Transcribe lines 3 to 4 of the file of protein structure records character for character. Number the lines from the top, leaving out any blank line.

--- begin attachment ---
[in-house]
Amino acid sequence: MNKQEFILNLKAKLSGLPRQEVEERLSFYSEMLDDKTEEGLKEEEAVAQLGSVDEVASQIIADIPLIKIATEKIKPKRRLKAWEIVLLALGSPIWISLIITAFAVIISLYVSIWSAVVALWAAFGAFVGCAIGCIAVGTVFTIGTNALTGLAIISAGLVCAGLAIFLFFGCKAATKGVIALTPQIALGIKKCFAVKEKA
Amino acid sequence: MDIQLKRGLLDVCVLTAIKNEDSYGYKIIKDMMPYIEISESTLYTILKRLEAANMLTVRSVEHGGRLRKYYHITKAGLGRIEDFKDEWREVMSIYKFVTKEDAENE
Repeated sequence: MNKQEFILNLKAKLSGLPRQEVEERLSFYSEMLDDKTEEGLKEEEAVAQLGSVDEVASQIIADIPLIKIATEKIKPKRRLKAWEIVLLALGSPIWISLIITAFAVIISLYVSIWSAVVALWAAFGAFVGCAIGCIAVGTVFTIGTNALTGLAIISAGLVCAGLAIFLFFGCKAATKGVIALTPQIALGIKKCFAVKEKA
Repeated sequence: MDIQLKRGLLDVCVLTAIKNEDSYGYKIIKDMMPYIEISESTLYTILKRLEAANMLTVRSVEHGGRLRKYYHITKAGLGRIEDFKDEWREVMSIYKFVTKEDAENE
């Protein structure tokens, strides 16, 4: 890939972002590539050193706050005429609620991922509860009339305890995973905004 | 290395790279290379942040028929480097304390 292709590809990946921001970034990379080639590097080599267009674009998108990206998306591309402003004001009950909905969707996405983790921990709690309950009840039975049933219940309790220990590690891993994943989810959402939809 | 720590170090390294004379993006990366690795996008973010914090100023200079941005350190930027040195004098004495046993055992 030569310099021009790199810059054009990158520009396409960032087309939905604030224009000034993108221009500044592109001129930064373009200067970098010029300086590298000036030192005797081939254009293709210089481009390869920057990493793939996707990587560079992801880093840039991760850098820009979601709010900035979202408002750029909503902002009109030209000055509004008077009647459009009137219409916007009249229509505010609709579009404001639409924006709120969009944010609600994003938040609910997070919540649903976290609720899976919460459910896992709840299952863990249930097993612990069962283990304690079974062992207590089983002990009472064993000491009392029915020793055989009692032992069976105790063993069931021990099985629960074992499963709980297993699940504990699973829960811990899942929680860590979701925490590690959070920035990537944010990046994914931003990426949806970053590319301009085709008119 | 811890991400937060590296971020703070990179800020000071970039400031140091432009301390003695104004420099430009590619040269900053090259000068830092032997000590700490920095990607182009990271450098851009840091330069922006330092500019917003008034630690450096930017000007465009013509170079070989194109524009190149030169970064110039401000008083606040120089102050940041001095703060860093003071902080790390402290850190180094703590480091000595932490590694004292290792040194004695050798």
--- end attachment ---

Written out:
Amino acid sequence: MDIQLKRGLLDVCVLTAIKNEDSYGYKIIKDMMPYIEISESTLYTILKRLEAANMLTVRSVEHGGRLRKYYHITKAGLGRIEDFKDEWREVMSIYKFVTKEDAENE
Repeated sequence: MNKQEFILNLKAKLSGLPRQEVEERLSFYSEMLDDKTEEGLKEEEAVAQLGSVDEVASQIIADIPLIKIATEKIKPKRRLKAWEIVLLALGSPIWISLIITAFAVIISLYVSIWSAVVALWAAFGAFVGCAIGCIAVGTVFTIGTNALTGLAIISAGLVCAGLAIFLFFGCKAATKGVIALTPQIALGIKKCFAVKEKA